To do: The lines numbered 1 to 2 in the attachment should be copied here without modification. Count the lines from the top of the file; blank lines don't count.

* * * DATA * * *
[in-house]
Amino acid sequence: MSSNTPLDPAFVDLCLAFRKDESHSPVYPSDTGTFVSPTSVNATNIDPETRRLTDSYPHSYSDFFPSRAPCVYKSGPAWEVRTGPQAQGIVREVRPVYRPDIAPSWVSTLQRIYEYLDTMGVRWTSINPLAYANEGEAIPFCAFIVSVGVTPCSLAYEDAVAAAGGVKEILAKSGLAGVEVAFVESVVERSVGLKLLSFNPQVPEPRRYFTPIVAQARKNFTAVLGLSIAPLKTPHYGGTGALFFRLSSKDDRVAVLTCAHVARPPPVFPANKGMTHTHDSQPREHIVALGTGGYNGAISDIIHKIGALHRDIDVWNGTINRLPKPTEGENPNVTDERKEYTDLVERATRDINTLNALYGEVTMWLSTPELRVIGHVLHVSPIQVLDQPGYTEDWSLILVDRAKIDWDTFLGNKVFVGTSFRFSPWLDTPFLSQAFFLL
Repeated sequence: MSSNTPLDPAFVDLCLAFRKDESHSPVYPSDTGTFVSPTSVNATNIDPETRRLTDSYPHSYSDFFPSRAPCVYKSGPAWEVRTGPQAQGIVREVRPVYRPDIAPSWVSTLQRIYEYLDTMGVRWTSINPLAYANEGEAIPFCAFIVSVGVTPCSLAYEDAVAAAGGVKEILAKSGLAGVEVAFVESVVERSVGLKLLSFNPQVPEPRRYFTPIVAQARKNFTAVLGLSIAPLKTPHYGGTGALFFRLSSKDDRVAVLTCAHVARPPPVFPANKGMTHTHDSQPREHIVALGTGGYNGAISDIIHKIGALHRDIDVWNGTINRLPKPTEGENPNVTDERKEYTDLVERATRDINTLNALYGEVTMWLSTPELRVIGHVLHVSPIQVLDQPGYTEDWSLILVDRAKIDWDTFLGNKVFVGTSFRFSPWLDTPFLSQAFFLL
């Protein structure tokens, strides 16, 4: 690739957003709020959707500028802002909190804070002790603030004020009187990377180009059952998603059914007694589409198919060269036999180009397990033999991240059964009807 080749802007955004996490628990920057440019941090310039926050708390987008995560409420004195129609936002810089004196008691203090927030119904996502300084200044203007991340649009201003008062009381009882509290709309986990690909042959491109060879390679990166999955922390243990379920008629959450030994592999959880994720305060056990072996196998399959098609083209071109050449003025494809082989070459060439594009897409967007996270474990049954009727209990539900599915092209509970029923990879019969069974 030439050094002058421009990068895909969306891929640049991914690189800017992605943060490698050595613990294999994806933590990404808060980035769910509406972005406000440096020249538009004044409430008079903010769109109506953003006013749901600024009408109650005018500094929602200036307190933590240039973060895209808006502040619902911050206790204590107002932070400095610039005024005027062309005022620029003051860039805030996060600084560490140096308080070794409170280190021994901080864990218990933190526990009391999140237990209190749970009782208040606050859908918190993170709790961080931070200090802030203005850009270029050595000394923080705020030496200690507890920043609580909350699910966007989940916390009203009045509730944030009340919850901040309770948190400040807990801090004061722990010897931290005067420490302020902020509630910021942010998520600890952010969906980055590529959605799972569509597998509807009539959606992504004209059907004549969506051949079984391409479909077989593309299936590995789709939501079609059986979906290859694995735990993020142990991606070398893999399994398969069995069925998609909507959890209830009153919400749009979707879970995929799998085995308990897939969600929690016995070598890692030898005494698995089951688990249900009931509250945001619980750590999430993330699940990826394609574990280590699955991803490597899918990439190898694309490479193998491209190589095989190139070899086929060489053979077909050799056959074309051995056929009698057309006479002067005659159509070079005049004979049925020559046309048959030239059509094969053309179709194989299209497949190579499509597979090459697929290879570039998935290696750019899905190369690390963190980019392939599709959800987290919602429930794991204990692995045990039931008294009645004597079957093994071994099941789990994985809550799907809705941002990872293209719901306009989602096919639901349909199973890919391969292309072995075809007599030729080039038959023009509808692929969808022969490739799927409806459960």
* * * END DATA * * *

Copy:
[in-house]
Amino acid sequence: MSSNTPLDPAFVDLCLAFRKDESHSPVYPSDTGTFVSPTSVNATNIDPETRRLTDSYPHSYSDFFPSRAPCVYKSGPAWEVRTGPQAQGIVREVRPVYRPDIAPSWVSTLQRIYEYLDTMGVRWTSINPLAYANEGEAIPFCAFIVSVGVTPCSLAYEDAVAAAGGVKEILAKSGLAGVEVAFVESVVERSVGLKLLSFNPQVPEPRRYFTPIVAQARKNFTAVLGLSIAPLKTPHYGGTGALFFRLSSKDDRVAVLTCAHVARPPPVFPANKGMTHTHDSQPREHIVALGTGGYNGAISDIIHKIGALHRDIDVWNGTINRLPKPTEGENPNVTDERKEYTDLVERATRDINTLNALYGEVTMWLSTPELRVIGHVLHVSPIQVLDQPGYTEDWSLILVDRAKIDWDTFLGNKVFVGTSFRFSPWLDTPFLSQAFFLL